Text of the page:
According to these letters I’ve been receiving, it’s the holiday season. Of course, that’s because I legally changed my name to Santa Claus back in the ’04 on a bet, so there’s Christmas letters mixed into my normal summons, past due notices and “Ask Dr. Snee” questions. Take, for instance, this letter:
Although I have been a very good girl this year and would very much like a Nintendo 3DS for Christmas, I’m writing because I’m worried about your health. Specifically, your weight. Your belly shaking like a bowl full of jelly is certainly one of the signs of holiday joy, but it is also — in this 8-year-old’s opinion — one of the telltale signs of morbid obesity. With the addition of other risk factors, such as smoking, eating cookies at every non-Jehovah’s Witness’s home and red, veiny nose indicate that you may be entering the early stages of diabetes. I know you are very busy this time of year, but please, once Christmas is over and done with, please see a physician.
Lots of love,
Now, I know what you’re thinking: You’re not really going to answer that little girl’s letter, are you, Dr. Snee? Yes, of course I am, if only because Santa deserves the benefit of a second opinion.
Thank you for your nice letter. I’ll see what I can do about the 3DS, but please realize that my Chinese elves are a little overworked and some of them have violated the terms of their “not committing suicide” agreement. To be frank (claus), I’ll be happy if I fill last month’s quota, but that’s between you and me.
Also, thank you for your concern about my health, but don’t worry. Santa may be hefty, which falls in the safe zone on the weight chart I’ve enclosed, but it’s because he’s a power lifter. If you know anything about body mass index, it’s probably that BMI is not a reliable measurement of health. For instance: according to Sylvester Stallone’s bio, he is 5’9 (yeah right) and 200 lbs. That puts the Italian Stallion at 29.5 or overweight. But look at Sylvester:
Does this look like an overweight man to you? Maybe over-awesome or over-not-Santa-enough-like, but certainly not overweight.
Santa trains to lift the big weights, like the guys in the Olympics. So, yes, I may be 400 lbs and only 6’2, but I’m a healthy 400 lbs of pure strength. It’s what makes it possible for me to carry everybody’s toys each year (although the bag does get lighter per house).
So, you better watch out about what you say, Rachel, or Santa may just squat-thrust some of his attorneys down your chimney. (Please don’t interpret that sexually. I need this job.)
Santa F. Claus
Let’s move on to a letter with my actual name on it.
Dear Dr. Snee,
I was reading SeriouslyGuys yesterday, and one of their posts said it’s dangerous to eat cookie dough. Is there a certain amount that’s reasonably safe, like, for instance, the spoonful I fed my baby daughter? Please say that I didn’t screw things up with my wife again.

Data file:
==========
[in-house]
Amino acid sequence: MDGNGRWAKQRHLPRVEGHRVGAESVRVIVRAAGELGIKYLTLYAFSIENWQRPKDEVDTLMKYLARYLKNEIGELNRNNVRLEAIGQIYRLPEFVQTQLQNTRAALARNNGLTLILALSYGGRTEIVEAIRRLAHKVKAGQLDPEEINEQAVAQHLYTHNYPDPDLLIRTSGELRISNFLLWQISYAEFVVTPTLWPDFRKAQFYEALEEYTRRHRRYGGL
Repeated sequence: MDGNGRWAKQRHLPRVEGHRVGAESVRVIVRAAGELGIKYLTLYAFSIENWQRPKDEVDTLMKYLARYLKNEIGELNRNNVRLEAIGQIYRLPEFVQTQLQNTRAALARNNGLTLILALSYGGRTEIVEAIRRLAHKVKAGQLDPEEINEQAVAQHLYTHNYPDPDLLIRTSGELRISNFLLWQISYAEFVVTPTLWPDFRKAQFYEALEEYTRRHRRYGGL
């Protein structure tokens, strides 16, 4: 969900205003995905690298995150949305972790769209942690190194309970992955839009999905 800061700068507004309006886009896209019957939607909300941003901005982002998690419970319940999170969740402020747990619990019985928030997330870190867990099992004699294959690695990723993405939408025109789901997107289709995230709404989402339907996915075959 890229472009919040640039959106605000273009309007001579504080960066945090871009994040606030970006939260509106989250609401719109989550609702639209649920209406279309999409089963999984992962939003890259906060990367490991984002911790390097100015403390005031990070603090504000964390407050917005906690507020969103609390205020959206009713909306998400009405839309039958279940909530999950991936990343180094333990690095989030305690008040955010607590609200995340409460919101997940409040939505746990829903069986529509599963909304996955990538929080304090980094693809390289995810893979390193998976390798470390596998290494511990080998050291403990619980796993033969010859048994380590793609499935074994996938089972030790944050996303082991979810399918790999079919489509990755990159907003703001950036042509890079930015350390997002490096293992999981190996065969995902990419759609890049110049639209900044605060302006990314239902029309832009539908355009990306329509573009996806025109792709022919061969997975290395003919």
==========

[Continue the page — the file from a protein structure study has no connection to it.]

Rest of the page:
–Terrified of Going Back into Couples Therapy
Yes, it’s true: you shouldn’t feed your daughter raw cookie dough. As that helpful article you mentioned stated, it’s not the raw eggs that are the problem, it’s the unbaked flour. Most dairy products, like eggs, are pasteurized, which is named after the French scientist who couldn’t be bothered to warm milk. But flour is not meant to be consumed raw.
Flour exists in three states: raw, bread and moldy. If it’s not bread (or cake or pie or donuts), don’t eat it. I wouldn’t call soft batch cookies a health threat, per se, but an abomination when crispy ones are where it’s at.
As for your little girl: chances are she’ll be fine. Not every batch of flour contains E. coli, and most of us don’t die from the occasional infection, anyway. I cannot, however, stress this enough: pay closer attention to her, not so much for giving her a disease, but keeping her off the pole later in life. Remember: a hug a day keeps clear heels away.
Keep ’em crispy,
Seriously, people. Don’t bake cookie dough once it’s been consumed. Unless you have one of those backscatter x-ray machines like at the airport. Those’ll work.
Moving on …
Dear Dr. Snee,
I’ve decided to lose my virginity this New Year’s Eve and wanted to know what to look out for.
You cut to the chase, Anita, and I like that. I’ll do the same.
I only have one rule for New Year’s hook-ups: never with anyone drunker than me. You’re less likely to get vomit on your tongue depressor that way.
Also, be wary of anyone with a popped collar. They fake orgasms.
Mind the bollocks,
That’s all I’m gonna do because your insurance won’t cover any more letters. Happy holidays, and don’t eat any yellow snow. That snow’s jaundiced.
*Rick Snee is not, in any way, a licensed medical professional or an actor that plays one on television. He’s just really opinionated, which is good enough for blogging. To submit your own questions to Dr. Snee, Guynecologist, post comments below or email the good doctor.